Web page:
Tuesday, 8 October 2013

Leaning In

My first memory of getting into marketing was my experience at a sales company. I was interviewed by a friendly straight forward woman who I assumed was my boss, it was only at the very end that I found out that she was his secretary.  I’d never been interviewed by a secretary and I never have since, being vetted this way by someone who didn’t have the time to meet his new staff. Nevertheless I got the job and went along to my first day. Once there I discovered that the boss didn’t treat his secretaries like the accomplished women that they were, instead referring to them as “babe” and “sweetheart”. But I let that slide as that was just a small part of the business and it was a sector I really wanted to get into.  The day unfortunately didn’t get any better though, I was placed in front of male clients purely because of my looks, I was told “I had the skirt for the job” and it was made perfectly clear that I was hired as I was the prettiest girl at the interviews (remember I was hired by a female secretary). However I later found out I was the least experienced.

When I thought about writing this piece that was the first thing to spring to mind. But there are many other examples. The facts speak for themselves; female CEOs make up just 4% of the Fortune 500 list, and that number only goes up 0.5% when you take into account the Fortune 1000 list, to 4.5%.

Sheryl Sandberg has written the book Lean In about women in business, unlike others before it, Lean In is neither patronising nor advocating the idea that women should put careers before family. Sheryl speaks from her own experiences about how she has been treated being in a top managerial position whilst having an active family life.

Sheryl thinks that a lot of the pressures put on working women are those they put on themselves, and I have to agree. From a young age we are taught that boys do the important jobs such as Policeman, Fireman, Doctor and girls do the more nourishing nurturing jobs such as Mother, Nurse and Teacher. Both sets are equally as respectful, but the point is that it is ingrained in us that women aren’t capable of doing these high-pressure jobs; Daddy goes to work and Mummy stays home and looks after the kids. And even when we do take the leap, break through the glass ceiling and all the other clich├ęs, we constantly think we aren’t good enough, that we’re aren’t qualified and that it will only be a matter of time before we are found out as the imposters that we are. As explained by Tina Fey in Dr. Valerie Young’s book on the subject, you have to overcome it "The beauty of the impostor syndrome is you vacillate between extreme egomania and a complete feeling of: 'I'm a fraud! Oh God, they're on to me! I'm a fraud!' So you just try to ride the egomania when it comes and enjoy it, and then slide through the idea of fraud." I get Imposter Syndrome every single time I make a big decision and I really wish I didn't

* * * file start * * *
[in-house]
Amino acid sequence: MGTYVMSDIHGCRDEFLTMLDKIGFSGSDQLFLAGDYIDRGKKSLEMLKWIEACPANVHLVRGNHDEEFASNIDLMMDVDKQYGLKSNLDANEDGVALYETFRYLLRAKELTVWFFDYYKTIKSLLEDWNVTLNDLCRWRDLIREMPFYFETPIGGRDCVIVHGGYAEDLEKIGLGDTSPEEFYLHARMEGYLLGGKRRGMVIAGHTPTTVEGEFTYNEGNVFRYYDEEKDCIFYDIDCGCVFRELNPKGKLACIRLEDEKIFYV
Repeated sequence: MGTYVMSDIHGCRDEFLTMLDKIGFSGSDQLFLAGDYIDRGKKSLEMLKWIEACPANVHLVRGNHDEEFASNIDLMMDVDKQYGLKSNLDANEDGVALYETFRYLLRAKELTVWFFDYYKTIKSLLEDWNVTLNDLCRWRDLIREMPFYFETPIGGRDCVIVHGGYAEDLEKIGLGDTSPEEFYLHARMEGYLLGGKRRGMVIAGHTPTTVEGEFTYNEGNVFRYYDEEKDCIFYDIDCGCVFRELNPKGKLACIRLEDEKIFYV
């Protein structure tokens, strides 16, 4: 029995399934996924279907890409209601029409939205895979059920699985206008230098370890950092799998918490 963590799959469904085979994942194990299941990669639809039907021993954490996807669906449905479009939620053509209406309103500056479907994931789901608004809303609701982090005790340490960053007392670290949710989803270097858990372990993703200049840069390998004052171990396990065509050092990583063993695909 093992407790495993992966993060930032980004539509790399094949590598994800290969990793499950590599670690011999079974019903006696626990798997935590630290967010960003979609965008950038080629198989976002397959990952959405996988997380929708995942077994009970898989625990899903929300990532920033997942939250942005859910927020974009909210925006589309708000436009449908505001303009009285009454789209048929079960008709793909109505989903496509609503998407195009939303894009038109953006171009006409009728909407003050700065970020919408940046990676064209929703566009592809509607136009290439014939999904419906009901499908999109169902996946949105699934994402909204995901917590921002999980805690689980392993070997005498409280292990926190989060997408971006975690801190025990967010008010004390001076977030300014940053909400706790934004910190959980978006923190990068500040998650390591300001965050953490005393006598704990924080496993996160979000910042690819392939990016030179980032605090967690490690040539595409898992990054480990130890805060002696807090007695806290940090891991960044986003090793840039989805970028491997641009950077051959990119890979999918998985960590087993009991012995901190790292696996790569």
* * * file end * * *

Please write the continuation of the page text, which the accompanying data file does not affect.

But it’s not just women holding themselves back; it’s a plain fact that female bosses are treat differently to their male counterparts. The word ambitious for women means bitchy, cold hearted and ruthless while for men it means to seek ones ambition. Think about Anna Wintour, she is seen as unapproachable, bossy to almost tyrannical and she is judged on everything from her hair to her clothes, she constantly has to look good for going to work. Maybe Anna created this persona as a coping mechanism to deal with such a high-pressured job and to get the respect she deserves. But despite all this she is practically in charge of a whole industry; if Anna doesn’t like you, you probably wont make it. So how can such a powerful woman feel the need to hire a hairdresser and make up artist to come to her house practically every single day? 

Women are also more susceptible to work place harassment and bullying. Men see women as an easy target to either sexually objectify, there are countless stories of an assistant being harassed by her employer, or they can easily be made to feel self conscious about their work or looks as they already think they don’t deserve a high powered job.

As Sheryl asks, more women need to lean in, believe that they are capable and go for it. We are worth it. But she also asks men to lean in too, to give women more chances and respect women more in business. So are you in?

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